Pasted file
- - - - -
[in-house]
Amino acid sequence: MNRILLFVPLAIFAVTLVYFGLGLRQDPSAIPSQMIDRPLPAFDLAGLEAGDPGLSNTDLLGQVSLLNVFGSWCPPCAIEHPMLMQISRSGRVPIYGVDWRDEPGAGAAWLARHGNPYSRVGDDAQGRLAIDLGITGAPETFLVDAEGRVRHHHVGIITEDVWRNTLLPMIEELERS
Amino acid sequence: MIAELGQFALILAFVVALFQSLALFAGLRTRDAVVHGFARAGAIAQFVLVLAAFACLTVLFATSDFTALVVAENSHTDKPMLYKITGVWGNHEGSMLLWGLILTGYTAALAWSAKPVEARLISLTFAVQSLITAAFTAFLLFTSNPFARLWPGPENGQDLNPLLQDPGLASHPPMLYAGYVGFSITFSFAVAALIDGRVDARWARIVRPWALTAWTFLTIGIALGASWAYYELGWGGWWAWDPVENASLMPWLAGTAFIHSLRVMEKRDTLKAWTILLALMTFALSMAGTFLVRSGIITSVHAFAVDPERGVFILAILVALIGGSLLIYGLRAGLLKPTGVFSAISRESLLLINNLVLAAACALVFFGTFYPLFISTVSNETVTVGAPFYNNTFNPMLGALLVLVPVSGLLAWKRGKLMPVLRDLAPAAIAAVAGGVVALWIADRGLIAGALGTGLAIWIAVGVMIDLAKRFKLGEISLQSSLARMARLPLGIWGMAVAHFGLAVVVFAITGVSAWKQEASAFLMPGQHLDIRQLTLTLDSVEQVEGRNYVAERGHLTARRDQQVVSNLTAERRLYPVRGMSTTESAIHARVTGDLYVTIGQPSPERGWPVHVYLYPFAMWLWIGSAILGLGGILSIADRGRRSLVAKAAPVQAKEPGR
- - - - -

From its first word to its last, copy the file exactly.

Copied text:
[in-house]
Amino acid sequence: MNRILLFVPLAIFAVTLVYFGLGLRQDPSAIPSQMIDRPLPAFDLAGLEAGDPGLSNTDLLGQVSLLNVFGSWCPPCAIEHPMLMQISRSGRVPIYGVDWRDEPGAGAAWLARHGNPYSRVGDDAQGRLAIDLGITGAPETFLVDAEGRVRHHHVGIITEDVWRNTLLPMIEELERS
Amino acid sequence: MIAELGQFALILAFVVALFQSLALFAGLRTRDAVVHGFARAGAIAQFVLVLAAFACLTVLFATSDFTALVVAENSHTDKPMLYKITGVWGNHEGSMLLWGLILTGYTAALAWSAKPVEARLISLTFAVQSLITAAFTAFLLFTSNPFARLWPGPENGQDLNPLLQDPGLASHPPMLYAGYVGFSITFSFAVAALIDGRVDARWARIVRPWALTAWTFLTIGIALGASWAYYELGWGGWWAWDPVENASLMPWLAGTAFIHSLRVMEKRDTLKAWTILLALMTFALSMAGTFLVRSGIITSVHAFAVDPERGVFILAILVALIGGSLLIYGLRAGLLKPTGVFSAISRESLLLINNLVLAAACALVFFGTFYPLFISTVSNETVTVGAPFYNNTFNPMLGALLVLVPVSGLLAWKRGKLMPVLRDLAPAAIAAVAGGVVALWIADRGLIAGALGTGLAIWIAVGVMIDLAKRFKLGEISLQSSLARMARLPLGIWGMAVAHFGLAVVVFAITGVSAWKQEASAFLMPGQHLDIRQLTLTLDSVEQVEGRNYVAERGHLTARRDQQVVSNLTAERRLYPVRGMSTTESAIHARVTGDLYVTIGQPSPERGWPVHVYLYPFAMWLWIGSAILGLGGILSIADRGRRSLVAKAAPVQAKEPGR